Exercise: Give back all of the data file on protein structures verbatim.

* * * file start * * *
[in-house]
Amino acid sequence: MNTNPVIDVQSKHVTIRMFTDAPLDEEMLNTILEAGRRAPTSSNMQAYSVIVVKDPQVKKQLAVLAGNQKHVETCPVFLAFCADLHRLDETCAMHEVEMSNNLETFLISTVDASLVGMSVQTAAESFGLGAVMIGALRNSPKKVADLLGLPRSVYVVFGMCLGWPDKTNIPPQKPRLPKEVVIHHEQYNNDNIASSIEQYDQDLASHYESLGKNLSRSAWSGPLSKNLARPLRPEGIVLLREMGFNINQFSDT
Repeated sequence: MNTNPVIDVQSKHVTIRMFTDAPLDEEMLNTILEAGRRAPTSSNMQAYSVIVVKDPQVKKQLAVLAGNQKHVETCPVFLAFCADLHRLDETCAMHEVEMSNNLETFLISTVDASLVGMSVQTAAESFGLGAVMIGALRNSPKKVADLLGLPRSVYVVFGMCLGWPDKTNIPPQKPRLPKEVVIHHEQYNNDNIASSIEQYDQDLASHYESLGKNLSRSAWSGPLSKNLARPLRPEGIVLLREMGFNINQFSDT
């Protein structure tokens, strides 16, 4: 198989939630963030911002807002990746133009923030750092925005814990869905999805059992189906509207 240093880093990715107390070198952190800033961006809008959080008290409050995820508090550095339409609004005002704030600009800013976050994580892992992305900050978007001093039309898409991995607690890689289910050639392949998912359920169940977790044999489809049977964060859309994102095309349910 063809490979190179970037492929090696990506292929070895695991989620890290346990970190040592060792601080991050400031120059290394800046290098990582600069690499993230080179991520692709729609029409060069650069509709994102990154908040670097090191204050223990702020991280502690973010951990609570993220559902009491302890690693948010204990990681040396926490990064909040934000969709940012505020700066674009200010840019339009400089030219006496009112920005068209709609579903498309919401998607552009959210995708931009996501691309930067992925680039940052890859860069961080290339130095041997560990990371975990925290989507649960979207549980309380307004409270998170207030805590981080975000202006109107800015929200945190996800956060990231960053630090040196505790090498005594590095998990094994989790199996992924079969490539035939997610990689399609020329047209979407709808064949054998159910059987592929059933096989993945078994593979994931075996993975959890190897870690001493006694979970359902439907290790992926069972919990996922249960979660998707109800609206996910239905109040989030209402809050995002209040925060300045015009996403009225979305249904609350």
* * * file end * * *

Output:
[in-house]
Amino acid sequence: MNTNPVIDVQSKHVTIRMFTDAPLDEEMLNTILEAGRRAPTSSNMQAYSVIVVKDPQVKKQLAVLAGNQKHVETCPVFLAFCADLHRLDETCAMHEVEMSNNLETFLISTVDASLVGMSVQTAAESFGLGAVMIGALRNSPKKVADLLGLPRSVYVVFGMCLGWPDKTNIPPQKPRLPKEVVIHHEQYNNDNIASSIEQYDQDLASHYESLGKNLSRSAWSGPLSKNLARPLRPEGIVLLREMGFNINQFSDT
Repeated sequence: MNTNPVIDVQSKHVTIRMFTDAPLDEEMLNTILEAGRRAPTSSNMQAYSVIVVKDPQVKKQLAVLAGNQKHVETCPVFLAFCADLHRLDETCAMHEVEMSNNLETFLISTVDASLVGMSVQTAAESFGLGAVMIGALRNSPKKVADLLGLPRSVYVVFGMCLGWPDKTNIPPQKPRLPKEVVIHHEQYNNDNIASSIEQYDQDLASHYESLGKNLSRSAWSGPLSKNLARPLRPEGIVLLREMGFNINQFSDT
């Protein structure tokens, strides 16, 4: 198989939630963030911002807002990746133009923030750092925005814990869905999805059992189906509207 240093880093990715107390070198952190800033961006809008959080008290409050995820508090550095339409609004005002704030600009800013976050994580892992992305900050978007001093039309898409991995607690890689289910050639392949998912359920169940977790044999489809049977964060859309994102095309349910 063809490979190179970037492929090696990506292929070895695991989620890290346990970190040592060792601080991050400031120059290394800046290098990582600069690499993230080179991520692709729609029409060069650069509709994102990154908040670097090191204050223990702020991280502690973010951990609570993220559902009491302890690693948010204990990681040396926490990064909040934000969709940012505020700066674009200010840019339009400089030219006496009112920005068209709609579903498309919401998607552009959210995708931009996501691309930067992925680039940052890859860069961080290339130095041997560990990371975990925290989507649960979207549980309380307004409270998170207030805590981080975000202006109107800015929200945190996800956060990231960053630090040196505790090498005594590095998990094994989790199996992924079969490539035939997610990689399609020329047209979407709808064949054998159910059987592929059933096989993945078994593979994931075996993975959890190897870690001493006694979970359902439907290790992926069972919990996922249960979660998707109800609206996910239905109040989030209402809050995002209040925060300045015009996403009225979305249904609350």